A Call Back

to the Word of God


Over the past 2,000 years the teachings within what is commonly thought of as the church has changed drastically. To take one point for example, even modern critics of baptism will acknowledge that the very first Christians taught that baptism was for the purpose of having one’s sins forgiven and washed away. Baptism back then, was for the purpose of being reborn and entering into Christ after a person heard the gospel message, believed, and repented of his or her sins. With this acknowledgement, critics will then deny that baptism for the forgiveness of sins is something for us today, even though the Apostle Peter in his very first recorded sermon explained that “The promise is for you and your children and for all who are far off--for all whom the Lord our God will call.” (Acts 2:39)


Is God calling you right now? Yes! He is! And therefore this promise is for you as well! (Acts 2:38)


Up until the Reformation, baptism was always taught as being essential for salvation. This is undeniable. Even in the early stages of the Reformation, most of its leaders still acknowledged baptism was required for salvation. The teaching that baptism is not required for salvation has only been around for perhaps 5 or 600 years.


A careful study of church history will reveal, among other things, that the early Christians:


1.) taught baptism was essential for salvation and one was not saved until they were baptized

2.) only administered baptism to those who were old enough to understand the gospel message, believe it, and repent of their sins, deciding to commit their life to Christ

3.) did not baptize infants because they taught infants were born pure into the world and without sin

4.) only had one baptism and it was in water

5.) were organized in local, self governing, autonomous congregations, governed by elders and deacons

6.) did not use instrumental music in worship

7.) met on the first day of the week (Sunday) to partake of the Lord’s Supper and to worship


They did not pray to saints, only to God. They did not worship Mary. There was not yet a “pope” (which means ‘father’). Peter would allow no one to even revere him (Acts 10:25-26). They did not call anyone else on earth “father” and took very seriously the Lord’s instructions in Matthew 23:9. In fact, they would sooner die than blaspheme God. And large numbers laid down their lives rather than compromise. They were chained, mocked, ridiculed, scorned, spit on, laughed at, beaten, stoned, stabbed, speared, eaten by wild animals, hacked to pieces with swords, burned alive, sawed and torn in two, boiled, buried, beheaded, crushed, tortured, dragged, hanged, tarred, and drown. They died in any manner that man in his evil could dream up. They lived in caves and holes in the ground. They often lived as wanderers, homeless, naked, and hungry. This world did not deserve them. But they did these things and underwent these agonizing tortures because they knew Him who took the nails for them, who died in their place, who gave up His place in heaven, and loved them so much as to die on a cross so that they might be saved. They had such an allegiance to Jesus Christ that nothing could remove it from them.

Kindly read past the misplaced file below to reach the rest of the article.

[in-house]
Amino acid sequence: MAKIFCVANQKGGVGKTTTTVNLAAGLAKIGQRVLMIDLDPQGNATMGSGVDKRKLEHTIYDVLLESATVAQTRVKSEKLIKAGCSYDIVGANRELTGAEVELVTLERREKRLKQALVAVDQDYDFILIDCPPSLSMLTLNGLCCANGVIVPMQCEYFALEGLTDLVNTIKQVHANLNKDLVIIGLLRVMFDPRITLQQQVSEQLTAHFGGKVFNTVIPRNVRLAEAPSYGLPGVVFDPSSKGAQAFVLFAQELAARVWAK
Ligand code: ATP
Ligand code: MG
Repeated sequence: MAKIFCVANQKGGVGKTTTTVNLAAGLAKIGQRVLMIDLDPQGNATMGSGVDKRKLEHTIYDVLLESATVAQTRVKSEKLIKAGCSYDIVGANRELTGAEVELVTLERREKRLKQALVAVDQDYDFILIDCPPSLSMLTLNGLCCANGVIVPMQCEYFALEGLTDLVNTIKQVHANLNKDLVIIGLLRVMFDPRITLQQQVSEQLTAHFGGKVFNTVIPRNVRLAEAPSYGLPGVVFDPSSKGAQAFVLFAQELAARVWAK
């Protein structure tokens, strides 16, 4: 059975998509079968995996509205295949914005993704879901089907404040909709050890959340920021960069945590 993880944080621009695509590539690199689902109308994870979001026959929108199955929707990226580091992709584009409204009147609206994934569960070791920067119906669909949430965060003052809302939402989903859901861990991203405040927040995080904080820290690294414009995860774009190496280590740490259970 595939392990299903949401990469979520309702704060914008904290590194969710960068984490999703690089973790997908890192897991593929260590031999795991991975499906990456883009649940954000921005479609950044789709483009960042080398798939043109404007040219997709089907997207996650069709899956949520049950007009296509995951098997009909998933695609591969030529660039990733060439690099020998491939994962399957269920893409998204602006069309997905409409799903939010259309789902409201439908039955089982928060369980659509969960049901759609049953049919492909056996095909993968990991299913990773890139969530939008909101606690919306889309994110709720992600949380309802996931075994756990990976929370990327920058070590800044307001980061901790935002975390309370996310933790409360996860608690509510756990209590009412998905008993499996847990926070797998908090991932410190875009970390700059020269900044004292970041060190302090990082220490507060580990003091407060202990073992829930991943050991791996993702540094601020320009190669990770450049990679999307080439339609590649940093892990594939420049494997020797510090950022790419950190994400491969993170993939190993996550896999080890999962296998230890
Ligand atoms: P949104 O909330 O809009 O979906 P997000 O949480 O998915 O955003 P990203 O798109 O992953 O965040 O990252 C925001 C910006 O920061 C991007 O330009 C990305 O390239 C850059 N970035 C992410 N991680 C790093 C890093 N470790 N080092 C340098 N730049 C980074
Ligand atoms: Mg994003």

Today, “Christians” are split into thousands of different denominations. There have been many traditions and teachings added that are not in the Bible. Today, it is possible to be a Christian and a Christian only. But in order to be obedient to the will of Christ we must put aside our traditions, and come out of Denominationalism, come out of Catholicism, come out of Judaism, come out of Islam, come out of all false religions, come out of the world, and restore the pure teachings of the New Testament. To do this, we must:


●Take the Bible as the Word of God and our sole source of God’s truth

●Reject doctrines, teachings, and practices introduced after the close of the New Testament

●Seek to be Christians only


This is the one and only way to unite all who are seeking to follow Jesus Christ.




This page updated: July 2, 2003